It’s one thing—even if not mathematically sound as a run saved is as good as a run scored—to choose offense over defense when an offense is struggling. It’s another thing to have one of the best offenses in baseball and still try to double down on offense when the defense is struggling and pitchers are called on to get extra outs.
This post isn’t entirely about the news that Kolten Wong might be platooned this year, but it definitely plays a role. In 2014, Kolten Wong lost his starting job to Mark Ellis after 13 games and 52 plate appearances. It is not very smart to judge a player after 52 plate appearances, especially a rookie. He came back, hit well for a time and then went on the disabled list before getting the second base job for good because Mark Ellis couldn’t hit at all.
Over the next 600 plate appearances, Kolten Wong had a 112 wRC+ and 3.8 WAR. He struggled in the second half of 2015, and at the start of 2016, he was given just 56 plate appearances before he lost his job. Despite hitting pretty well over the course of the rest of the season, he couldn’t seem to get much playing time.
As for Wong’s defense, if you were to take the average of the two best defensive metrics out there, UZR and DRS, Wong rates as the fourth best second baseman in baseball over the last three years behind only Ian Kinsler, Dustin Pedroia, and D.J. Lemahieu, despite being at a significant disadvantage in playing time. These stats take into account errors—like the routine plays that Wong has a reputation for missing—as well as good plays made due to range and the ability to turn double plays where Wong is very adept. For reference, when taking all of those factors into account, Jedd Gyorko is in the bottom half, about seven runs worse than Wong per season.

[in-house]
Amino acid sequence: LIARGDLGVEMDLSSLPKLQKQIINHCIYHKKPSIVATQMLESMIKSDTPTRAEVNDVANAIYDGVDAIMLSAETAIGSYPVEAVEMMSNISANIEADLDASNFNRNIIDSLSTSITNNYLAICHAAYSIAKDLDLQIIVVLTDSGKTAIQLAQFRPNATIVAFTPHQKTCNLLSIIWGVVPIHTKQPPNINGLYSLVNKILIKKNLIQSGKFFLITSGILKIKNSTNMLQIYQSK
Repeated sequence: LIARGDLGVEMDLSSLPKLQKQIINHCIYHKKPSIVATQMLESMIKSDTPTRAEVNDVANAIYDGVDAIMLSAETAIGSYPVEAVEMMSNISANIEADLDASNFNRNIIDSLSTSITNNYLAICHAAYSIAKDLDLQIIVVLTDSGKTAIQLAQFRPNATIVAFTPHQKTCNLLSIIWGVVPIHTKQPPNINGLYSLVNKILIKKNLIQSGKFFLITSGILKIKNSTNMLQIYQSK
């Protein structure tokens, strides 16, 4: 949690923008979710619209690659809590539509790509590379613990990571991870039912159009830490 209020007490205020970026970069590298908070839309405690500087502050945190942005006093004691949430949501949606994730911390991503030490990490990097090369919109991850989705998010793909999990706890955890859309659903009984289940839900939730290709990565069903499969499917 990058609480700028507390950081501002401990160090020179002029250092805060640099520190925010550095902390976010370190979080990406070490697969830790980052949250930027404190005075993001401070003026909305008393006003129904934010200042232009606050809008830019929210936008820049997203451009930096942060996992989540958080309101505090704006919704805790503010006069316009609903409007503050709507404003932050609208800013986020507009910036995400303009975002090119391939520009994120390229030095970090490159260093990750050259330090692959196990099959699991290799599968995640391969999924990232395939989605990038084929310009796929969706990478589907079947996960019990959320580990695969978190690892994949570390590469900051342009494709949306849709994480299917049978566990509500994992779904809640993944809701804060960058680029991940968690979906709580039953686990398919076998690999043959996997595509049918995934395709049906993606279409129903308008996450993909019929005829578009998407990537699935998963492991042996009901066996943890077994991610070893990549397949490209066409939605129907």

But this isn’t all about Wong. Jose Martinez is now the fourth outfielder. Assuming the top-3 outfielders play 145 games each, that gives Martinez about one-third of the games out there with his less than stellar defense compared to the more athletic Tommy Pham, who will be in the minors.
There’s also this:
Manager Mike Matheny said the Cardinals would not be putting Adams through this crash course if they didn't see him as a "legitimate option" to play the outfield during the regular season. In other words, this work isn't to make him merely a just-in-case, emergency-type outfielder.